An excellent overview of the themes and techniques utilized in Moore's work, though I disagree on the author's assessment of Lost Girls. Di Liddo claims it's main fault lies in its repetition of graphic techniques from earlier Moore works, specifically Watchmen, and that reading Lost Girls after having read Watchmen can be a boring and tedious experience. I read Lost Girls first, so maybe that's why I found some of Watchmen a little unpalatable (particularly the Tales of the Black Freighter sect An excellent overview of the themes and techniques utilized in Moore's work, though I disagree on the author's assessment of Lost Girls. Di Liddo claims it's main fault lies in its repetition of graphic techniques from earlier Moore works, specifically Watchmen, and that reading Lost Girls after having read Watchmen can be a boring and tedious experience. I read Lost Girls first, so maybe that's why I found some of Watchmen a little unpalatable (particularly the Tales of the Black Freighter sections). As well, it would also have been nice to hear more about The Black Dossier, which the author references several times, but these references come across almost as an add-on just before publication; her insight into the previous League of Extraordinary Gentlemen was spot on and very interesting, and it's disappointing that The Black Dossier didn't receive more attention. That said, I highly recommend this book to any fans of Alan Moore who are looking to have their understanding of his work expanded.

  5. 4 out of 5

    Jonathan Mills

    There are a couple of things about this book that really appeal to me. While there's a ton of writing about Alan Moore, there is surprisingly little that's dedicated to him alone and to his entire body of work. The other thing is that I'm in this book; well, a piece I wrote a decade ago is mentioned in the text and the bibliography. I feel a little guilty that I haven't read it yet, but I'm honestly really excited about it.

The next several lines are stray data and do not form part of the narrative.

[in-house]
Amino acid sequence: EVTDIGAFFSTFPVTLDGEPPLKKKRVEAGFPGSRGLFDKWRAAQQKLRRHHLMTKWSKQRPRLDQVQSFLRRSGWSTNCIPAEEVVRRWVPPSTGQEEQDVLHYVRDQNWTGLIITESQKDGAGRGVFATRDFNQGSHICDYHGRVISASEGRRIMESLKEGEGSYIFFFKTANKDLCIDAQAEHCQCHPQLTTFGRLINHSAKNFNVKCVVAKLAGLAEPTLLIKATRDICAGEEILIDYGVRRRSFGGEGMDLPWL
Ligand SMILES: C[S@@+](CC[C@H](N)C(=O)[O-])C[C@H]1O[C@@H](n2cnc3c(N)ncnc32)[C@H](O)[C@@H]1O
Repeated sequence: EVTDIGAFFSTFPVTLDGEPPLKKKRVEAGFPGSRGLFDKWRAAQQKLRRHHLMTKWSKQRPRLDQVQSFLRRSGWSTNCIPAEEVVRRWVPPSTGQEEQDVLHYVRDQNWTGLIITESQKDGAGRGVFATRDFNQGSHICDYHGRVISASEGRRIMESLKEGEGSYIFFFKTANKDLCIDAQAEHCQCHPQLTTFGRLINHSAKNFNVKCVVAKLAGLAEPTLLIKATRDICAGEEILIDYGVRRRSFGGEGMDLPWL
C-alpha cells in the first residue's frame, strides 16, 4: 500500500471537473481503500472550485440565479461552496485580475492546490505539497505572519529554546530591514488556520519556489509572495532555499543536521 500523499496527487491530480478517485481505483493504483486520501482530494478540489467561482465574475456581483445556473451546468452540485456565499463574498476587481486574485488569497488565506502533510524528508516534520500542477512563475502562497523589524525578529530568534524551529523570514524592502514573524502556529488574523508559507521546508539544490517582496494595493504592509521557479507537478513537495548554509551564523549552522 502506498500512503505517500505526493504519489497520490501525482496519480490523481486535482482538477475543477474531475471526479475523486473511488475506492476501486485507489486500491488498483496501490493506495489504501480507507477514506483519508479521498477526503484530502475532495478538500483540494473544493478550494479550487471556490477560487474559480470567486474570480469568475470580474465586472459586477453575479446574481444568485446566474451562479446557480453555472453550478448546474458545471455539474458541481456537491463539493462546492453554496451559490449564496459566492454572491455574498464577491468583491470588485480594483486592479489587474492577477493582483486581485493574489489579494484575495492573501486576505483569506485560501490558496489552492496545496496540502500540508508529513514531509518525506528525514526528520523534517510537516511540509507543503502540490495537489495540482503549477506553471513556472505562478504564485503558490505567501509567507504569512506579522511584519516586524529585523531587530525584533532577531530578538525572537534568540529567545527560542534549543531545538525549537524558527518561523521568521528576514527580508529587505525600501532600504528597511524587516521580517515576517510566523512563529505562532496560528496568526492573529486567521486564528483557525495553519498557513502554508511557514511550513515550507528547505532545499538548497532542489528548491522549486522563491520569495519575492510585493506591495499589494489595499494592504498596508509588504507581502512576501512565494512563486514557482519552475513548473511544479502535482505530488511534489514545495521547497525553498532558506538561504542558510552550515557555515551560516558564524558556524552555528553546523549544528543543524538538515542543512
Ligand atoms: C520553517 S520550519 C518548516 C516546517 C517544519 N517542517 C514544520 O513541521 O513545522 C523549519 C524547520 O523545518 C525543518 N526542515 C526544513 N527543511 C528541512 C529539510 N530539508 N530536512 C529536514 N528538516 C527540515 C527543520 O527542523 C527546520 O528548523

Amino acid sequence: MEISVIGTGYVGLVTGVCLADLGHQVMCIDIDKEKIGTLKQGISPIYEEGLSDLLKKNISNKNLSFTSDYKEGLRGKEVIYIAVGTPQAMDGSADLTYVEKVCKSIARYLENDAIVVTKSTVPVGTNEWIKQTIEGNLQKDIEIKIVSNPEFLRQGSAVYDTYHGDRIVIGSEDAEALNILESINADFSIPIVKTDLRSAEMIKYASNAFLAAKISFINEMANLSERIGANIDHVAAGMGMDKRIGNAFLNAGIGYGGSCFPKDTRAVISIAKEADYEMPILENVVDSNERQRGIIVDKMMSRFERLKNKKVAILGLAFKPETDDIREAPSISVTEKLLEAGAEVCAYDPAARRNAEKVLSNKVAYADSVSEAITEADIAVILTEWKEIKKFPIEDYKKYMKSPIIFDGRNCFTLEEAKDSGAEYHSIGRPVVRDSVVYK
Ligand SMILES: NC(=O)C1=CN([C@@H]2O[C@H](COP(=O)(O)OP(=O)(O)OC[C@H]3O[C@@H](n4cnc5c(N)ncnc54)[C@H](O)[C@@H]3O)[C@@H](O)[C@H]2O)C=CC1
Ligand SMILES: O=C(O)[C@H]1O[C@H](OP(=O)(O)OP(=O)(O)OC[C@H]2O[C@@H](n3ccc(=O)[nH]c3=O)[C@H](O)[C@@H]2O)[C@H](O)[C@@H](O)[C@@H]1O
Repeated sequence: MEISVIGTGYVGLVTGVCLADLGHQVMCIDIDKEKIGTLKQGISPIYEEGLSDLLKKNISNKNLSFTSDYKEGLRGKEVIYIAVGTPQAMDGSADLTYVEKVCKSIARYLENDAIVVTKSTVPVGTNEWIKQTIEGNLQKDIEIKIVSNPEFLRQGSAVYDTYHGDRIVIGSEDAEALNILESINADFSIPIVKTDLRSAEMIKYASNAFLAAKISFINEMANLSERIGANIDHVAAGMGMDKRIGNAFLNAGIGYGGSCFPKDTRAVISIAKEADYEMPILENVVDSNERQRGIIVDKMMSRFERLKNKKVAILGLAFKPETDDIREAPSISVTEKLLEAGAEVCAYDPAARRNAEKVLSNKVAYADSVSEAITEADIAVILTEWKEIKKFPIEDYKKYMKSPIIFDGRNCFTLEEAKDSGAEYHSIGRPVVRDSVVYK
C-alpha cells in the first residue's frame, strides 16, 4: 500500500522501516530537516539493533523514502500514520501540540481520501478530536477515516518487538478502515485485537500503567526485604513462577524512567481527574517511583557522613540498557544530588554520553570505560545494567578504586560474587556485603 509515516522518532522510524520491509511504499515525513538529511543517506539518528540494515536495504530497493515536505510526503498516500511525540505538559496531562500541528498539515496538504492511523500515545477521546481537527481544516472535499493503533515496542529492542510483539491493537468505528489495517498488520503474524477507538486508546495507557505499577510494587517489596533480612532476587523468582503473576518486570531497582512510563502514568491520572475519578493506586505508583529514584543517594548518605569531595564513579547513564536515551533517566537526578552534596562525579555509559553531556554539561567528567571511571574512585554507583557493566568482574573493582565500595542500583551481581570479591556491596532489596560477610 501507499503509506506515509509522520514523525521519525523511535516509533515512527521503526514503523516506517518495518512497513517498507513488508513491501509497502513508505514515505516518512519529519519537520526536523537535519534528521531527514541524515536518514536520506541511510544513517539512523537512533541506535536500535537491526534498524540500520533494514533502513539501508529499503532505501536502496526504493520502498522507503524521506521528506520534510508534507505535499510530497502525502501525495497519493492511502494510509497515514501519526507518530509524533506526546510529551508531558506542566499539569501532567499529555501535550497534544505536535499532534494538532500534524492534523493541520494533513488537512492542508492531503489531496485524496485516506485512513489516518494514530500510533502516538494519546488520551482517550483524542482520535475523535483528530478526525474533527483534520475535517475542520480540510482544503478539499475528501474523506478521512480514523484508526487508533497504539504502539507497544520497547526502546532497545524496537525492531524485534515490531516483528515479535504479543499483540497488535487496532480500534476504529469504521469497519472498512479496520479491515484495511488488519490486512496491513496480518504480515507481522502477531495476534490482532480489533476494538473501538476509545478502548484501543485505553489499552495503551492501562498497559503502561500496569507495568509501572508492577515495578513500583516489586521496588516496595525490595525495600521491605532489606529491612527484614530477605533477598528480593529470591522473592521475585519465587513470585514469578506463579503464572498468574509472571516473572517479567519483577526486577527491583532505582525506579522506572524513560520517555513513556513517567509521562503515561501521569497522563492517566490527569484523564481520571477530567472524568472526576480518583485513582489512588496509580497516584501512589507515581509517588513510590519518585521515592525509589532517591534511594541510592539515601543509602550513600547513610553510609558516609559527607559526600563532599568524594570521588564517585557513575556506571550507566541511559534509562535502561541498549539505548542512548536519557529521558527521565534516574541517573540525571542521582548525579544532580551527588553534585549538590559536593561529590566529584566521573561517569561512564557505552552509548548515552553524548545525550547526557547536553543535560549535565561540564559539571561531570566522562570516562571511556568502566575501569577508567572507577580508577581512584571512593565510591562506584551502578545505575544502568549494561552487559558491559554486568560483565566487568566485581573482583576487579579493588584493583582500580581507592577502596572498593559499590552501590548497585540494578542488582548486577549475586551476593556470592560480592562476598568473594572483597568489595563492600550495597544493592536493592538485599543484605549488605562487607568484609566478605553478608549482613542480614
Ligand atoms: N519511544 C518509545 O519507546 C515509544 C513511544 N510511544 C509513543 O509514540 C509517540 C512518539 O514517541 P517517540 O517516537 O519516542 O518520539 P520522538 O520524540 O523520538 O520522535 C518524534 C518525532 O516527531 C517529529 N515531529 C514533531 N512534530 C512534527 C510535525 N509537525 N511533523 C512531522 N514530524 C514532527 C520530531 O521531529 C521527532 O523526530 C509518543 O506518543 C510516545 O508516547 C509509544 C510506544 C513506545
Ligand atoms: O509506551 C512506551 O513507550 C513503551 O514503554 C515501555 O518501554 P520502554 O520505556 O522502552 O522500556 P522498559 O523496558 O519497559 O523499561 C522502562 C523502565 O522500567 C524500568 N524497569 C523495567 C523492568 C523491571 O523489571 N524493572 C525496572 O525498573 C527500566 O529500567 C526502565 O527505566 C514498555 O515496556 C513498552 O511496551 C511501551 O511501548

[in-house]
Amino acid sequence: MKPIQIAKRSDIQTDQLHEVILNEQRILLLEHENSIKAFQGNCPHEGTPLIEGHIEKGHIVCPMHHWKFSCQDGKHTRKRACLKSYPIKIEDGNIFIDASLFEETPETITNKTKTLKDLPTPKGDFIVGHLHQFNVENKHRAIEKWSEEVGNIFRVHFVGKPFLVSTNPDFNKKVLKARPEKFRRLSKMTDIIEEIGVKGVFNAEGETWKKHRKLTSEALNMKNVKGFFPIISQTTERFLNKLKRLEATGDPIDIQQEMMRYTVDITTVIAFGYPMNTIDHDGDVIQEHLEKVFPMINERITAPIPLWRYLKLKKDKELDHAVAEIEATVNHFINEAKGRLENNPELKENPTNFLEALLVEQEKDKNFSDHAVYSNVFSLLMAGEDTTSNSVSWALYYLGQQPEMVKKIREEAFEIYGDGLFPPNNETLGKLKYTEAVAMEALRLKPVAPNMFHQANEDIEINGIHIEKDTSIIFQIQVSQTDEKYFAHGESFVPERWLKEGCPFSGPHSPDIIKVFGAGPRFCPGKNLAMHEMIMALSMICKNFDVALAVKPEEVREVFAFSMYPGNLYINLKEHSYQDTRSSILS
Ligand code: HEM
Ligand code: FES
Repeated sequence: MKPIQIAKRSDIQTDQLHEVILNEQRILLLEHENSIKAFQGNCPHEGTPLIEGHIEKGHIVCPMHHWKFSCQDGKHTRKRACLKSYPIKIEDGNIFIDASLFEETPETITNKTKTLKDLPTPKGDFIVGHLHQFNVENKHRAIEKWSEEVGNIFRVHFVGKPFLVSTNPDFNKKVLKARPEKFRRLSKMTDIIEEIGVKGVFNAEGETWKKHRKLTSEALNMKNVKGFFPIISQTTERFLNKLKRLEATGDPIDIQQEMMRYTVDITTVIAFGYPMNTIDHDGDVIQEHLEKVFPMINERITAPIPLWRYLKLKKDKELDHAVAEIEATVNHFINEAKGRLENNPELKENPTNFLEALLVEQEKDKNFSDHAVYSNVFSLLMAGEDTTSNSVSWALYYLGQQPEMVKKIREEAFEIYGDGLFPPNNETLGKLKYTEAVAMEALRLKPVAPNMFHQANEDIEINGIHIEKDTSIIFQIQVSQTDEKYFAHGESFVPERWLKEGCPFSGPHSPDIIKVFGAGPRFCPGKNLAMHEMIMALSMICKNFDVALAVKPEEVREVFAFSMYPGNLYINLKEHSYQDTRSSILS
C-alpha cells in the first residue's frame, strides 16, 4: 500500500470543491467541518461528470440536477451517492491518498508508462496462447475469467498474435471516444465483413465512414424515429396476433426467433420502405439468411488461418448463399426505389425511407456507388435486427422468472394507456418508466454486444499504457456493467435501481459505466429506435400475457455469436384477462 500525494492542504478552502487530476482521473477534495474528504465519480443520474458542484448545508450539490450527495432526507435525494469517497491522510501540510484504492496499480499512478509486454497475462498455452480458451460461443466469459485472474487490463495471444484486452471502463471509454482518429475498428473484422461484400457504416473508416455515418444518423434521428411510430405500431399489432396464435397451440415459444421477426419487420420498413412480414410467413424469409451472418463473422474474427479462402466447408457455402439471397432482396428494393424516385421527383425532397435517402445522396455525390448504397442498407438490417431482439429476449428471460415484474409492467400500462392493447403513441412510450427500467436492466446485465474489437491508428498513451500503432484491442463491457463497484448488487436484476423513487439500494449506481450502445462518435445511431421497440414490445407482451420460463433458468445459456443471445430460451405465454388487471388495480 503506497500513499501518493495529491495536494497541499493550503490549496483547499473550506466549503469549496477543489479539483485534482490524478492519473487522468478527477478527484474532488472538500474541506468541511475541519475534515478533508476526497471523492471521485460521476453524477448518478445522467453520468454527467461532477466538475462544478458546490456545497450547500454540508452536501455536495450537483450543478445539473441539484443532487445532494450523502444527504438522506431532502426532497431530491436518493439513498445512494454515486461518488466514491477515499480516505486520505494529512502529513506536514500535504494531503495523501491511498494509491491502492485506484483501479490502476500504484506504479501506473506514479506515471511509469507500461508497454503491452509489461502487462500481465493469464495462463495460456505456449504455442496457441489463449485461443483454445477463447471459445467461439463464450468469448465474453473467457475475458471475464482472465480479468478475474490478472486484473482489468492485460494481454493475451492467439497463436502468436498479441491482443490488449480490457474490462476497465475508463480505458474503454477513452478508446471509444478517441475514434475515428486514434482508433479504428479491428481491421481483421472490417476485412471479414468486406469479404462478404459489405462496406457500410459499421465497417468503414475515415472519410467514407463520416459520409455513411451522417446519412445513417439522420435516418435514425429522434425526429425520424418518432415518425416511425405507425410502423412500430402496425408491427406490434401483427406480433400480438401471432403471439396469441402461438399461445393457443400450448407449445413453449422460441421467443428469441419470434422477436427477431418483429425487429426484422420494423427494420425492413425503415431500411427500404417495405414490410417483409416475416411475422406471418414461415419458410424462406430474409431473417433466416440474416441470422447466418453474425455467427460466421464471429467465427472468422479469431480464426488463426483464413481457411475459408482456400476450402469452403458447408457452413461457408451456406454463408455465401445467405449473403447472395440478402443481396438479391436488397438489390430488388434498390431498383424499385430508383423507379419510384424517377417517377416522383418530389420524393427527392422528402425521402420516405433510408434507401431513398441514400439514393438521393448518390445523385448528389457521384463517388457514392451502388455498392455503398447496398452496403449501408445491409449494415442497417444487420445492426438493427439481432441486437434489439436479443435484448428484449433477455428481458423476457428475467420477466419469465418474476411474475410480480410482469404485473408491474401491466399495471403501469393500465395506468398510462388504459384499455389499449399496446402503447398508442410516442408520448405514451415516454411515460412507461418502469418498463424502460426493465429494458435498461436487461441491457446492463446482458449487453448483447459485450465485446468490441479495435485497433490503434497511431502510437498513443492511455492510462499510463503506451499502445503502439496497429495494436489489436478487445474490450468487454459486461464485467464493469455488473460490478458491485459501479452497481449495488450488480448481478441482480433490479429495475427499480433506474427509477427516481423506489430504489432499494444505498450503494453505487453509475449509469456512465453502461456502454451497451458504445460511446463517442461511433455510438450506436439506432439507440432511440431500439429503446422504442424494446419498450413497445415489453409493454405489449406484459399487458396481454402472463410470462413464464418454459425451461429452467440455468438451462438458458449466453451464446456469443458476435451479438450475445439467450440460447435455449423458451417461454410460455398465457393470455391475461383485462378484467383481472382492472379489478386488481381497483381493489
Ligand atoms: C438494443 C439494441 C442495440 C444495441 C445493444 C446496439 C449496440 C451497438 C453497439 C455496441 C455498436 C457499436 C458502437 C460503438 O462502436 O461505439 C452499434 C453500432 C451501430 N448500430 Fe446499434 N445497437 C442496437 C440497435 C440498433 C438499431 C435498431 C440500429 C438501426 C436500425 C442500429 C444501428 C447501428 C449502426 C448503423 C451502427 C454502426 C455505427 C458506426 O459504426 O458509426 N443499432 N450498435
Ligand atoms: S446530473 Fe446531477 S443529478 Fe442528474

6. 5 out of 5

    Fugo Feedback

    Ya me compró con el título. Ahora habrá que ver si se deja leer o si es un bodrio megacadémico. Y si se consigue, claro.

  7. 5 out of 5

    Odette Cortés

  8. 5 out of 5

    Dave

  9. 5 out of 5

    Chad Brock

  10. 4 out of 5

    Kyle Burley

  11. 5 out of 5

    Wanderer

  12. 5 out of 5

    Bob Cat

  13. 4 out of 5

    Raisu

  14. 5 out of 5

    Kenzie Townsend

  15. 5 out of 5

    Glenn Møane

  16. 5 out of 5

    Will

  17. 5 out of 5

    Jan-Erik

  18. 4 out of 5

    Phillip

  19. 4 out of 5

    Derek Frasure

  20. 5 out of 5

    Dennis Jacob

  21. 5 out of 5

    Steven

  22. 4 out of 5

    Nicole

  23. 5 out of 5

    Asher Green

  24. 4 out of 5

    Glen Parks

  25. 5 out of 5

    Bridget Weller

  26. 4 out of 5

    Joey

  27. 5 out of 5

    mārcis g.

  28. 4 out of 5

    Jose Rubio

  29. 4 out of 5

    callmewhatyewwant

  30. 5 out of 5

    Eugene booker